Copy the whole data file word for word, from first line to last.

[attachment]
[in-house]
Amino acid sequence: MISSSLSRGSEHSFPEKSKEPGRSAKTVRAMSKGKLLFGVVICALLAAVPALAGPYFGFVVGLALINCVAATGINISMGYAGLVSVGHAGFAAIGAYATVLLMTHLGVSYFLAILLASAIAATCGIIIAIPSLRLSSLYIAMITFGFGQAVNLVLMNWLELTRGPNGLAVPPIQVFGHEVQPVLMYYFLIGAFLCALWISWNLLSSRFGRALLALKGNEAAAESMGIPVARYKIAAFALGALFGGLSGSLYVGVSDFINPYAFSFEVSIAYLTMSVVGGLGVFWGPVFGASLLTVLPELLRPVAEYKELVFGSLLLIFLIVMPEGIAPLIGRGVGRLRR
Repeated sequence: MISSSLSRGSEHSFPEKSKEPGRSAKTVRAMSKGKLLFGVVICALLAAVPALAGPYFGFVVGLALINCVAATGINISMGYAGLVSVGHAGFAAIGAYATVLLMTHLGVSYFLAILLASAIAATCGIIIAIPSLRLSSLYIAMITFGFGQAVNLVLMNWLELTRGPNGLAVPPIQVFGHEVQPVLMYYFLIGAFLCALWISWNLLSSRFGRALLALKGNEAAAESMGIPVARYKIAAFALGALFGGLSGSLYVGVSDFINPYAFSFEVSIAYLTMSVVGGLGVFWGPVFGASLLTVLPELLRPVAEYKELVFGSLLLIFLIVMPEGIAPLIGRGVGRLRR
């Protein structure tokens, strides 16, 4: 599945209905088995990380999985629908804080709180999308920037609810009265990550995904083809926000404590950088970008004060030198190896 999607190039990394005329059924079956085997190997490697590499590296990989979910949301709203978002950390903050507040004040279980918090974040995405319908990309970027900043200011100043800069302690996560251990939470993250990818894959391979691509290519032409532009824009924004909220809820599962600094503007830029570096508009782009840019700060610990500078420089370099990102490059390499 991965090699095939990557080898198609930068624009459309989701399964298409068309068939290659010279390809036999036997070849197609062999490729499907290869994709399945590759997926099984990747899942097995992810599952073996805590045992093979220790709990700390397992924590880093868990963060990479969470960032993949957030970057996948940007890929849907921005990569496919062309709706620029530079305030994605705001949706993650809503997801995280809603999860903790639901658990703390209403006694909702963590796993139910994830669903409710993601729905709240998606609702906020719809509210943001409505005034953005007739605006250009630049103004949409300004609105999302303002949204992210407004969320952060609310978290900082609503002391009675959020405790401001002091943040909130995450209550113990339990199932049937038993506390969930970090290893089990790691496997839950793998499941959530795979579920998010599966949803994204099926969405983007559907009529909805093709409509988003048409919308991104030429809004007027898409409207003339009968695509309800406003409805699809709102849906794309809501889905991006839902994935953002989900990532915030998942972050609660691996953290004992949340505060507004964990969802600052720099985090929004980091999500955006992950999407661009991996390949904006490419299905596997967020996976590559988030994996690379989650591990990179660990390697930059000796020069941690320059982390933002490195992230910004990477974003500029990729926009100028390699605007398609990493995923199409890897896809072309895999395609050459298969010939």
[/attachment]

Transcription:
[in-house]
Amino acid sequence: MISSSLSRGSEHSFPEKSKEPGRSAKTVRAMSKGKLLFGVVICALLAAVPALAGPYFGFVVGLALINCVAATGINISMGYAGLVSVGHAGFAAIGAYATVLLMTHLGVSYFLAILLASAIAATCGIIIAIPSLRLSSLYIAMITFGFGQAVNLVLMNWLELTRGPNGLAVPPIQVFGHEVQPVLMYYFLIGAFLCALWISWNLLSSRFGRALLALKGNEAAAESMGIPVARYKIAAFALGALFGGLSGSLYVGVSDFINPYAFSFEVSIAYLTMSVVGGLGVFWGPVFGASLLTVLPELLRPVAEYKELVFGSLLLIFLIVMPEGIAPLIGRGVGRLRR
Repeated sequence: MISSSLSRGSEHSFPEKSKEPGRSAKTVRAMSKGKLLFGVVICALLAAVPALAGPYFGFVVGLALINCVAATGINISMGYAGLVSVGHAGFAAIGAYATVLLMTHLGVSYFLAILLASAIAATCGIIIAIPSLRLSSLYIAMITFGFGQAVNLVLMNWLELTRGPNGLAVPPIQVFGHEVQPVLMYYFLIGAFLCALWISWNLLSSRFGRALLALKGNEAAAESMGIPVARYKIAAFALGALFGGLSGSLYVGVSDFINPYAFSFEVSIAYLTMSVVGGLGVFWGPVFGASLLTVLPELLRPVAEYKELVFGSLLLIFLIVMPEGIAPLIGRGVGRLRR
């Protein structure tokens, strides 16, 4: 599945209905088995990380999985629908804080709180999308920037609810009265990550995904083809926000404590950088970008004060030198190896 999607190039990394005329059924079956085997190997490697590499590296990989979910949301709203978002950390903050507040004040279980918090974040995405319908990309970027900043200011100043800069302690996560251990939470993250990818894959391979691509290519032409532009824009924004909220809820599962600094503007830029570096508009782009840019700060610990500078420089370099990102490059390499 991965090699095939990557080898198609930068624009459309989701399964298409068309068939290659010279390809036999036997070849197609062999490729499907290869994709399945590759997926099984990747899942097995992810599952073996805590045992093979220790709990700390397992924590880093868990963060990479969470960032993949957030970057996948940007890929849907921005990569496919062309709706620029530079305030994605705001949706993650809503997801995280809603999860903790639901658990703390209403006694909702963590796993139910994830669903409710993601729905709240998606609702906020719809509210943001409505005034953005007739605006250009630049103004949409300004609105999302303002949204992210407004969320952060609310978290900082609503002391009675959020405790401001002091943040909130995450209550113990339990199932049937038993506390969930970090290893089990790691496997839950793998499941959530795979579920998010599966949803994204099926969405983007559907009529909805093709409509988003048409919308991104030429809004007027898409409207003339009968695509309800406003409805699809709102849906794309809501889905991006839902994935953002989900990532915030998942972050609660691996953290004992949340505060507004964990969802600052720099985090929004980091999500955006992950999407661009991996390949904006490419299905596997967020996976590559988030994996690379989650591990990179660990390697930059000796020069941690320059982390933002490195992230910004990477974003500029990729926009100028390699605007398609990493995923199409890897896809072309895999395609050459298969010939």